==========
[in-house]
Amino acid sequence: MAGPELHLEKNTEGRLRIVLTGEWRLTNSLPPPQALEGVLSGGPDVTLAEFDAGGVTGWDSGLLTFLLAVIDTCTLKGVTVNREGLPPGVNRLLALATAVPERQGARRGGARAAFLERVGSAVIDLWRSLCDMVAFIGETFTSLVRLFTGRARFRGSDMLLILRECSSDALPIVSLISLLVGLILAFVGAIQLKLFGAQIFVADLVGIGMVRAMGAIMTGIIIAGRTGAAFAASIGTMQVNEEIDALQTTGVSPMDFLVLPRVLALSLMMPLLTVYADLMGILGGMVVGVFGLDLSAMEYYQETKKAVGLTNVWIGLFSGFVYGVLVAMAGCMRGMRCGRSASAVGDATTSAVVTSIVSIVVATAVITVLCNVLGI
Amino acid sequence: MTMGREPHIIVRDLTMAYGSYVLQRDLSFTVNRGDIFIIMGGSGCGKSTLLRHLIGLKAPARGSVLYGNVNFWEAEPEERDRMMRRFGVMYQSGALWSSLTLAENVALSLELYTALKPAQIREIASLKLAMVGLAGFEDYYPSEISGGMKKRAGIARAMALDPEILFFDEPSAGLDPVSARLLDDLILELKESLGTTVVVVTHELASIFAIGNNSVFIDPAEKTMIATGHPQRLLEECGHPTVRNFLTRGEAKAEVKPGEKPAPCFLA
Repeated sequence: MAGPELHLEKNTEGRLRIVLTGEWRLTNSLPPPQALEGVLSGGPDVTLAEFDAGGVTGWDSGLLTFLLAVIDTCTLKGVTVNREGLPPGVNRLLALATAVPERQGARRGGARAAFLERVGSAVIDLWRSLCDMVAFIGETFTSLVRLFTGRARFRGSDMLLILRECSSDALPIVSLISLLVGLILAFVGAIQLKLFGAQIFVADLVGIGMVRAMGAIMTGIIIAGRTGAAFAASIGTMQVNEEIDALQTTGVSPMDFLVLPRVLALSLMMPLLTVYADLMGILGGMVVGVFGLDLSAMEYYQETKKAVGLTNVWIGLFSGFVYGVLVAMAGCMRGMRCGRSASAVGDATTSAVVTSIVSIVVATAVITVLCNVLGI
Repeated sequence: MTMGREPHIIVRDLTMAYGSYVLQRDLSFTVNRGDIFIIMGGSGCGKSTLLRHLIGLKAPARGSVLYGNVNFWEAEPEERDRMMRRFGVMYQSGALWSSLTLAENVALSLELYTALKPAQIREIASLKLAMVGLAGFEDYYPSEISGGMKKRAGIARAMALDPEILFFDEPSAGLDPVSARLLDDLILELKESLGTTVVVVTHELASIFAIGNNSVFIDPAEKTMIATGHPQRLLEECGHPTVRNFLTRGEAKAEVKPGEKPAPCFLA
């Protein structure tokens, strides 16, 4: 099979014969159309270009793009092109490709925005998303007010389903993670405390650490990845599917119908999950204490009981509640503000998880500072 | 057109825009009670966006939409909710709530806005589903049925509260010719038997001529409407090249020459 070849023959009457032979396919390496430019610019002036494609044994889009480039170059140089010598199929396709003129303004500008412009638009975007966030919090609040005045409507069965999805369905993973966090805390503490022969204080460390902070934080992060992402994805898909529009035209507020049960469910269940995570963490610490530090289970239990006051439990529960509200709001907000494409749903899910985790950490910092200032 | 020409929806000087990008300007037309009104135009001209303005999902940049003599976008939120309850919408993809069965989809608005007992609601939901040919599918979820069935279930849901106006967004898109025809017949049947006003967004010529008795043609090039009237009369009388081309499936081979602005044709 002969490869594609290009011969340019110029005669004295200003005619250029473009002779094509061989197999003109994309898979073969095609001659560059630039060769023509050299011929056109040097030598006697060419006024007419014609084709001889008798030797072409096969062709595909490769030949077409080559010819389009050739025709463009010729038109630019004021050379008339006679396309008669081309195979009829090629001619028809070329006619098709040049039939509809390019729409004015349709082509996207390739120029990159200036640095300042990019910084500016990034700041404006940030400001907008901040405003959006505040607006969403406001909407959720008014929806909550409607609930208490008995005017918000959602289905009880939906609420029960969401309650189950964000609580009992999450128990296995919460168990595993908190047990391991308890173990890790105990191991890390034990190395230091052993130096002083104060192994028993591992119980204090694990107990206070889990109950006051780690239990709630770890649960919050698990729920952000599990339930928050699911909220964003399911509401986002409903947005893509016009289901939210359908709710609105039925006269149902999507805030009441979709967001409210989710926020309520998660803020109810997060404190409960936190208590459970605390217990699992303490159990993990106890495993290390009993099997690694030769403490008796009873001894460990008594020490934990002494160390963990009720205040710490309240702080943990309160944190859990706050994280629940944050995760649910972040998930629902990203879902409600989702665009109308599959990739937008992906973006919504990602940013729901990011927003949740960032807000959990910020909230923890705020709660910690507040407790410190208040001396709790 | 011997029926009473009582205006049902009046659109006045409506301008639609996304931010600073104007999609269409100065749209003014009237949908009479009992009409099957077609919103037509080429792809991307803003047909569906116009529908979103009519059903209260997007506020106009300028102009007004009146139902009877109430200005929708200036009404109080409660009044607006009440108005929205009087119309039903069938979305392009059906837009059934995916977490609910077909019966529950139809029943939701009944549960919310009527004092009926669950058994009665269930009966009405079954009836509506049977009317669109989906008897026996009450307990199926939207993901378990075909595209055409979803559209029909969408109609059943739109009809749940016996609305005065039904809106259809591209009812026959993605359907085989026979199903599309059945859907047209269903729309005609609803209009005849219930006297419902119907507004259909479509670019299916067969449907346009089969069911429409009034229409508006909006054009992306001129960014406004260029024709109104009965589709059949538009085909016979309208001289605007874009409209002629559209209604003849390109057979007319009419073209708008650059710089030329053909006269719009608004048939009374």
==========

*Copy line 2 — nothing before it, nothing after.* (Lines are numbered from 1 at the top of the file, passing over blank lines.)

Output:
Amino acid sequence: MAGPELHLEKNTEGRLRIVLTGEWRLTNSLPPPQALEGVLSGGPDVTLAEFDAGGVTGWDSGLLTFLLAVIDTCTLKGVTVNREGLPPGVNRLLALATAVPERQGARRGGARAAFLERVGSAVIDLWRSLCDMVAFIGETFTSLVRLFTGRARFRGSDMLLILRECSSDALPIVSLISLLVGLILAFVGAIQLKLFGAQIFVADLVGIGMVRAMGAIMTGIIIAGRTGAAFAASIGTMQVNEEIDALQTTGVSPMDFLVLPRVLALSLMMPLLTVYADLMGILGGMVVGVFGLDLSAMEYYQETKKAVGLTNVWIGLFSGFVYGVLVAMAGCMRGMRCGRSASAVGDATTSAVVTSIVSIVVATAVITVLCNVLGI